But the important thing in all these situations is that management needs to intercede and create consequences if the behavior doesn’t ultimately improve. It’s not just behavior — it’s revenue. Their antics are costing productivity and profit losses, so getting a handle on time spent badly and disruptively is critical.
How to Manage Immature Workers
As with any difficult worker, begin by documenting the problems: what’s going on, how often, who’s feeling the impact, how have people tried to change this behavior and to what end? Then, pull the employee(s) in for a meeting and explain what the problem is, why it’s a problem and how you need for it to change. The employee must accept the issue and be open to changing it, because if they disagree that there’s a problem or are resistant to changing it, then it might be time to part ways. If, however, they’re ready to grow and change, then here are some steps to follow:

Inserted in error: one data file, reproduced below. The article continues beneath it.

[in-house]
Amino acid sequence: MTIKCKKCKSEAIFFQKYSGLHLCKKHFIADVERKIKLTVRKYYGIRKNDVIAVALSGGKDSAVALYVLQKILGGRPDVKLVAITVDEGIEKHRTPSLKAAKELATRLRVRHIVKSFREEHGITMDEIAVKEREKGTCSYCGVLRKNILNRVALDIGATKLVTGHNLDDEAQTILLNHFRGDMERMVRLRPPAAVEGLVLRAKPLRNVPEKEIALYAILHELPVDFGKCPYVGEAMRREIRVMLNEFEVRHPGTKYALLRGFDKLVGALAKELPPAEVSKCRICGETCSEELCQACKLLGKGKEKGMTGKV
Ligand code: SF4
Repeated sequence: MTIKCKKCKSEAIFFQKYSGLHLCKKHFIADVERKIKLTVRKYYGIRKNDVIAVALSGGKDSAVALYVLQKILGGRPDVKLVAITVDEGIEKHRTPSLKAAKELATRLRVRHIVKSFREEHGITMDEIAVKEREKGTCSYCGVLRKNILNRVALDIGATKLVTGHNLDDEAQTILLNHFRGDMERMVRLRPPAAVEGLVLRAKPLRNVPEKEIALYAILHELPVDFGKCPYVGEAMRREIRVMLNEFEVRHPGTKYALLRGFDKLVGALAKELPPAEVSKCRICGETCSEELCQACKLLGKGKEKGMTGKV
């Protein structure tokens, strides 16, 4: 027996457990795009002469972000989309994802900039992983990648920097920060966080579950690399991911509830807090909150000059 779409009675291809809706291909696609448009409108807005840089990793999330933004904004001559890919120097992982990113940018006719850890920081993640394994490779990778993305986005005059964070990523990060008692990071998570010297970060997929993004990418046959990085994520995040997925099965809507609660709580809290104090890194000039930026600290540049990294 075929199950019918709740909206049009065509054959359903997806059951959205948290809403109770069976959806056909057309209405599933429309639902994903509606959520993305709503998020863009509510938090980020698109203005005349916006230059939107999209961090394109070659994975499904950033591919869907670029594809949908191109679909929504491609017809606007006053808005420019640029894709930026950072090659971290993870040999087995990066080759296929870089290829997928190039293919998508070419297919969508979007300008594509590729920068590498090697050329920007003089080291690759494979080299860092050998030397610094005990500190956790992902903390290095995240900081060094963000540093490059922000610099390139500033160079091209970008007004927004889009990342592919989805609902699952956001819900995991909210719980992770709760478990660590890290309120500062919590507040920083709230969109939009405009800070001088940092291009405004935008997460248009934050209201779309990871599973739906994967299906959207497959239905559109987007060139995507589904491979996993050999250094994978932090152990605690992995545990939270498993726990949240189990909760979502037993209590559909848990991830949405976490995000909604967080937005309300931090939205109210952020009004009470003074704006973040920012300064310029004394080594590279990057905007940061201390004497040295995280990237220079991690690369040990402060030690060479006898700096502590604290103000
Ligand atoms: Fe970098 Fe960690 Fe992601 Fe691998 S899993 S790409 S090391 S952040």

- Assign appropriate tasks: Through project challenges, the employee can improve their behavior. Have them report to a superior for each chunk of the assignment so they’re being responsible and staying engaged. Be sure the job uses all their talents and demands they deliver.
- Give frank feedback: Often, behavior gets out of control when people aren’t clear about why the behavior is inappropriate. Same thing with jobs and tasks. It’s important to speak plainly about where someone fails to make the grade and why, as well as if there are issues or shortcomings elsewhere. Say so and be crystal clear about all of it — and likewise say what’s going great and celebrate any notable successes.